Sarah M. Jaksich, Hank Oppenheimer, Margaret From, P. Roxanne Kellar
American Fern Journal 110 (3), 112-126, (28 August 2020) https://doi.org/10.1640/0002-8444-110.3.112
KEYWORDS: eupolypods II, fern phylogeny, Hawaii, molecular phylogeny, plastid, Woodsiaceae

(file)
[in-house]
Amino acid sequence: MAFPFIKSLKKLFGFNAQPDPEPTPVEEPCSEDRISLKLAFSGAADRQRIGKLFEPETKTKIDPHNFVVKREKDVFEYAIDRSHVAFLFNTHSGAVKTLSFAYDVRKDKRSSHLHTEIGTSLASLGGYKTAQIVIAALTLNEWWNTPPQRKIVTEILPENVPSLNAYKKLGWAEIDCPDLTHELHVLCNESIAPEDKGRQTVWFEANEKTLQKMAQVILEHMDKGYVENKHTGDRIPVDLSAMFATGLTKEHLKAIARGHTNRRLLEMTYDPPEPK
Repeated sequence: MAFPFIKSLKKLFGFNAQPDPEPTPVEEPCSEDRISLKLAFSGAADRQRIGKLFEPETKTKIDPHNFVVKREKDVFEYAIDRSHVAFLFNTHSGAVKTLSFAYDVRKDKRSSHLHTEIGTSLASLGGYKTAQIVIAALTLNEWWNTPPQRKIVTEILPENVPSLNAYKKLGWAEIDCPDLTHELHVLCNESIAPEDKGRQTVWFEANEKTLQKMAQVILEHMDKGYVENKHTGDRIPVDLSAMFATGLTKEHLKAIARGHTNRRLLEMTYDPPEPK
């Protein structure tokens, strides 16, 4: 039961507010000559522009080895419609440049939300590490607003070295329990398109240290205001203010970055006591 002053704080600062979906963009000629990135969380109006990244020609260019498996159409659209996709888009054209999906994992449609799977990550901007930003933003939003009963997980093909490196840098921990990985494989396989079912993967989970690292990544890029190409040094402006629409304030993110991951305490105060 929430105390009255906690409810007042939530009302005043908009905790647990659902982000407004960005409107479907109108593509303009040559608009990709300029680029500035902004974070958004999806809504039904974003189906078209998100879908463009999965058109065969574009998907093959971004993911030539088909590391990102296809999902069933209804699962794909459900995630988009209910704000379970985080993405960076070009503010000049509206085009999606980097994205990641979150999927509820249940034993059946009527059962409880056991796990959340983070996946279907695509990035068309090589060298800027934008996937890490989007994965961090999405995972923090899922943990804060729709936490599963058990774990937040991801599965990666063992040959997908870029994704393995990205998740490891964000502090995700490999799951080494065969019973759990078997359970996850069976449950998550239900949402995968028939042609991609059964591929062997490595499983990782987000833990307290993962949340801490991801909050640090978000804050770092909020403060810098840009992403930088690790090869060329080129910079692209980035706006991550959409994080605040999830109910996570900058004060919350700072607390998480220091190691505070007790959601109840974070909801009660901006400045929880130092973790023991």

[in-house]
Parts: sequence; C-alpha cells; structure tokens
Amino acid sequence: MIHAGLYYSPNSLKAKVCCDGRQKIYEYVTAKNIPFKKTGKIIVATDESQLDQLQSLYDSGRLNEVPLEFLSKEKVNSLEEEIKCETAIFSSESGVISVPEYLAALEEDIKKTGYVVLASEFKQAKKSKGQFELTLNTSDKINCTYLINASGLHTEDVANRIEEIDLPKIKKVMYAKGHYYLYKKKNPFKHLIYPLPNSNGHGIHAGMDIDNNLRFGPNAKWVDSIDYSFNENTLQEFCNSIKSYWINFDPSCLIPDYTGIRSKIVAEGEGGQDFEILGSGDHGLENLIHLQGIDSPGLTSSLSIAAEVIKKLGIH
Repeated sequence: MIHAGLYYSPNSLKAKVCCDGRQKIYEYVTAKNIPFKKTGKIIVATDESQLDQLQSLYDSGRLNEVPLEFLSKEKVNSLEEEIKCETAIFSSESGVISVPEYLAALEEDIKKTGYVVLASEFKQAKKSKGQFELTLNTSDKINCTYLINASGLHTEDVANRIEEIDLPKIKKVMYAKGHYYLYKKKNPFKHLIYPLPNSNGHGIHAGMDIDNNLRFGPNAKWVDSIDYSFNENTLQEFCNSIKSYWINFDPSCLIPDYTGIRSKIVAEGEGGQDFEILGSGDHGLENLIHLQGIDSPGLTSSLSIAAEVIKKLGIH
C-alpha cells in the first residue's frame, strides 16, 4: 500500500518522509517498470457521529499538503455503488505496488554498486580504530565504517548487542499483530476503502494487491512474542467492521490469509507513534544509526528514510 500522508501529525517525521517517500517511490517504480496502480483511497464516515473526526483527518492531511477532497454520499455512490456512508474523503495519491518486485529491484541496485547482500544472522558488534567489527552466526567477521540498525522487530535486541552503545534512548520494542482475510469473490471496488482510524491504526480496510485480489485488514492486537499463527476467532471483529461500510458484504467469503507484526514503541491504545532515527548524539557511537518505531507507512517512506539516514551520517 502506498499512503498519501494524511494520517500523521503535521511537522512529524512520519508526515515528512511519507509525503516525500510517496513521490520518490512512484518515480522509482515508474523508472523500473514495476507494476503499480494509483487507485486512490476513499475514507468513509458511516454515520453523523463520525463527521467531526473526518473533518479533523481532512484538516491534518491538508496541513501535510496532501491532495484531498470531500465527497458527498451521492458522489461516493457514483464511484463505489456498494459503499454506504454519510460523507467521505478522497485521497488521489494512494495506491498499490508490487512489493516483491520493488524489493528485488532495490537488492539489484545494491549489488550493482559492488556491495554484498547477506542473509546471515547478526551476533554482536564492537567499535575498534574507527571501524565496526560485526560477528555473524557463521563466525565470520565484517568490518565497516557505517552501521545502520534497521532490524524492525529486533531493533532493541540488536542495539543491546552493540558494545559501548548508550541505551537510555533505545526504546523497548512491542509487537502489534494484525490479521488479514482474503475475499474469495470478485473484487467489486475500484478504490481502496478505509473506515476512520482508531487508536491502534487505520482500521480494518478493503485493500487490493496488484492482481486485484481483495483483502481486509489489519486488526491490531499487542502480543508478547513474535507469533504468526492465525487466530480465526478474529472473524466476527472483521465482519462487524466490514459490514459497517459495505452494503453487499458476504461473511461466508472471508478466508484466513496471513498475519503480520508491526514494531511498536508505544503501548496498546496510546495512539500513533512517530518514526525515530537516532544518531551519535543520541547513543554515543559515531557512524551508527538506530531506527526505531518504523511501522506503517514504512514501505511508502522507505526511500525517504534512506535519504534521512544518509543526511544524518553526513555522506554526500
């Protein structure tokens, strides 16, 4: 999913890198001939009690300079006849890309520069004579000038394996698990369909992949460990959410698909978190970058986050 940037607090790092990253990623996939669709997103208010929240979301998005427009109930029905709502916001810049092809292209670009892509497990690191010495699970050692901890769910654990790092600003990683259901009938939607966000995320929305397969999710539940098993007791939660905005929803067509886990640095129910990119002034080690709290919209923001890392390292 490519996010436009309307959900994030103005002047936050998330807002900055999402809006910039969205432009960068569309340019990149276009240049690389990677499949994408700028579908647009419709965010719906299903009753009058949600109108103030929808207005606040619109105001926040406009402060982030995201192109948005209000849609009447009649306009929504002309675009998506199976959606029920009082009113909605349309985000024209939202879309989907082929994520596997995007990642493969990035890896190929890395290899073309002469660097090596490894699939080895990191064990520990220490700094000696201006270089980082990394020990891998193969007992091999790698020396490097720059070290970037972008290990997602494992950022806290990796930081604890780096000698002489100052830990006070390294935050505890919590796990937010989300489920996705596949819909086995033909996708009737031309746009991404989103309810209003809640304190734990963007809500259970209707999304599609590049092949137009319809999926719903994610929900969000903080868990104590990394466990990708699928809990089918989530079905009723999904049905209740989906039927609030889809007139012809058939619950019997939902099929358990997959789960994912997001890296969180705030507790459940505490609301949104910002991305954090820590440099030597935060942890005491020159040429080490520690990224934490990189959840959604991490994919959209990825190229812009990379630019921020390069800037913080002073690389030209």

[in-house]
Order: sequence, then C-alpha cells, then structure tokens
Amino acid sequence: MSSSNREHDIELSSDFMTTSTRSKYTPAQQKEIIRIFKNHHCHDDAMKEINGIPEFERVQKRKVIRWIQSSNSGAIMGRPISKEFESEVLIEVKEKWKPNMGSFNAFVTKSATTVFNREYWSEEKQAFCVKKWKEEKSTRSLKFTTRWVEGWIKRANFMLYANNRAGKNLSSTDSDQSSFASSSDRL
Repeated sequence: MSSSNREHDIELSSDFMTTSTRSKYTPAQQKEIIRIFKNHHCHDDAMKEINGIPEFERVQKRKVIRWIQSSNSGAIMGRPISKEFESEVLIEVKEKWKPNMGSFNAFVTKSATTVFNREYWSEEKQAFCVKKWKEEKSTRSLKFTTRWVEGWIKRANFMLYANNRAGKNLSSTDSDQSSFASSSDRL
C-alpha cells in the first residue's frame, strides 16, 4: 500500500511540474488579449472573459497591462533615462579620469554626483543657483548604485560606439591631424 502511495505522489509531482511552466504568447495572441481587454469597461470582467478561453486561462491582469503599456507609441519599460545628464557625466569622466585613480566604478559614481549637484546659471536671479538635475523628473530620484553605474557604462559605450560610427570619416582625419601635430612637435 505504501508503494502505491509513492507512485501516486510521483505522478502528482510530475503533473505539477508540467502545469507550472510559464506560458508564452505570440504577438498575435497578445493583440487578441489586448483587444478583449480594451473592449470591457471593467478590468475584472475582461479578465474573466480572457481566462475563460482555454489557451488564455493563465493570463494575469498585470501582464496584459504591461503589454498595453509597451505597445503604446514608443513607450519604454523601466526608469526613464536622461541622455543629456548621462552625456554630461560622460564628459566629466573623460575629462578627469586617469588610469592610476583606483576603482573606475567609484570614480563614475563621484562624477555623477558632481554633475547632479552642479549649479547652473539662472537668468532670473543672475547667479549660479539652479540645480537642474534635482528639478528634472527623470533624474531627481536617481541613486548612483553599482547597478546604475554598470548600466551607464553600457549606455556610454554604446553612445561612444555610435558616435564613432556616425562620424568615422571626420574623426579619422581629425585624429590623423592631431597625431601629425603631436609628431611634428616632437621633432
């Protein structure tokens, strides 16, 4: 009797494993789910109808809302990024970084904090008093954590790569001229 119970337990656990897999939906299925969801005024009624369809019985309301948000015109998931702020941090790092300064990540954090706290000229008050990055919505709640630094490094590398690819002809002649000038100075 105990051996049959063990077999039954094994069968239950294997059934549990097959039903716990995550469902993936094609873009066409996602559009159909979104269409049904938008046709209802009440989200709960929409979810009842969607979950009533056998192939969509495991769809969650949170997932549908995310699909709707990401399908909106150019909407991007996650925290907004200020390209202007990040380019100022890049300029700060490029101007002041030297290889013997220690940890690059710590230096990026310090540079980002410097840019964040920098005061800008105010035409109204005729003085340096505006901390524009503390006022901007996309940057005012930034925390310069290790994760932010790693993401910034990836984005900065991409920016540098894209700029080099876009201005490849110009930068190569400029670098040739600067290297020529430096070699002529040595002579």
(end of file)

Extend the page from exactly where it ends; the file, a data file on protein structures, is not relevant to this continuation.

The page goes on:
Hawaii is home to four species in the fern genus Diplazium: Diplazium arnottii, D. esculentum, D. molokaiense, and D. sandwichianum. Three are endemic to the Hawaiian Islands, and one is introduced and naturalized (D. esculentum). They vary in frequency, from very abundant (D. sandwichianum) to rare and critically endangered (D. molokaiense). Prior to this work, the phylogenetic relationships of only D. esculentum had been estimated due to lack of information available about these species. In this study, we inferred phylogenetic relationships of the Hawaiian Diplazium based on six chloroplast regions – atpA, atpB, matK, rbcL, rps4+rps4–trnS IGS, and trnL intron+trnL–trnF IGS. We downloaded these plastid markers from GenBank for an additional 83 Diplazium species and two Athyrium species, and used the latter as outgroups. The resulting phylogeny inferred from combined data indicated that D. arnottii and D. sandwichianum are sister taxa, likely with origins in the Paleotropics. Morphologically, the two species can be distinguished by leaf dissection and lengths of sori. Diplazium molokaiense is sister to the Asian D. heterocarpum (among our sampled taxa). Diplazium molokaiense is distinguished from other species in the clade by its large sori and longer fronds. Our results reveal the phylogenetic placements of three Diplazium species and corroborate the placement of a fourth species.